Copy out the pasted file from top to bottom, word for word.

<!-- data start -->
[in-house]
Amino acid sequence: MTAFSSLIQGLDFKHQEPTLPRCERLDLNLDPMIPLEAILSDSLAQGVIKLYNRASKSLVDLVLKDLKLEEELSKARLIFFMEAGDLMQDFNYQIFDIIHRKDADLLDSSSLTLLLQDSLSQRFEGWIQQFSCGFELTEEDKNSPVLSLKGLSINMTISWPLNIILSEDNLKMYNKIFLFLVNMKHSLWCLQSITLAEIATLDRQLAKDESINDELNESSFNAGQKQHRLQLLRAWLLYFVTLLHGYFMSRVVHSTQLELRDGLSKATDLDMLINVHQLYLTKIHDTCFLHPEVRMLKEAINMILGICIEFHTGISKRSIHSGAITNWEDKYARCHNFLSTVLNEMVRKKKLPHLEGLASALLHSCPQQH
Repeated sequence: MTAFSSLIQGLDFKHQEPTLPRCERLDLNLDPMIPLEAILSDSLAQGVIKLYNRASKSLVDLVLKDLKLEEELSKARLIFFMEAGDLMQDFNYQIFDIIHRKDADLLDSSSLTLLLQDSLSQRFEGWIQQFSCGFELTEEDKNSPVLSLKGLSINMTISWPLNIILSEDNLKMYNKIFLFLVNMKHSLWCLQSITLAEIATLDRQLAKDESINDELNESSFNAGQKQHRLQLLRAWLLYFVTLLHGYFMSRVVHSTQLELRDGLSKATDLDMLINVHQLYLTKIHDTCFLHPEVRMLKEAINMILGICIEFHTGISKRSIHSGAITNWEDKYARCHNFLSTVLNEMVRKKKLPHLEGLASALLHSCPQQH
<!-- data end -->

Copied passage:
[in-house]
Amino acid sequence: MTAFSSLIQGLDFKHQEPTLPRCERLDLNLDPMIPLEAILSDSLAQGVIKLYNRASKSLVDLVLKDLKLEEELSKARLIFFMEAGDLMQDFNYQIFDIIHRKDADLLDSSSLTLLLQDSLSQRFEGWIQQFSCGFELTEEDKNSPVLSLKGLSINMTISWPLNIILSEDNLKMYNKIFLFLVNMKHSLWCLQSITLAEIATLDRQLAKDESINDELNESSFNAGQKQHRLQLLRAWLLYFVTLLHGYFMSRVVHSTQLELRDGLSKATDLDMLINVHQLYLTKIHDTCFLHPEVRMLKEAINMILGICIEFHTGISKRSIHSGAITNWEDKYARCHNFLSTVLNEMVRKKKLPHLEGLASALLHSCPQQH
Repeated sequence: MTAFSSLIQGLDFKHQEPTLPRCERLDLNLDPMIPLEAILSDSLAQGVIKLYNRASKSLVDLVLKDLKLEEELSKARLIFFMEAGDLMQDFNYQIFDIIHRKDADLLDSSSLTLLLQDSLSQRFEGWIQQFSCGFELTEEDKNSPVLSLKGLSINMTISWPLNIILSEDNLKMYNKIFLFLVNMKHSLWCLQSITLAEIATLDRQLAKDESINDELNESSFNAGQKQHRLQLLRAWLLYFVTLLHGYFMSRVVHSTQLELRDGLSKATDLDMLINVHQLYLTKIHDTCFLHPEVRMLKEAINMILGICIEFHTGISKRSIHSGAITNWEDKYARCHNFLSTVLNEMVRKKKLPHLEGLASALLHSCPQQH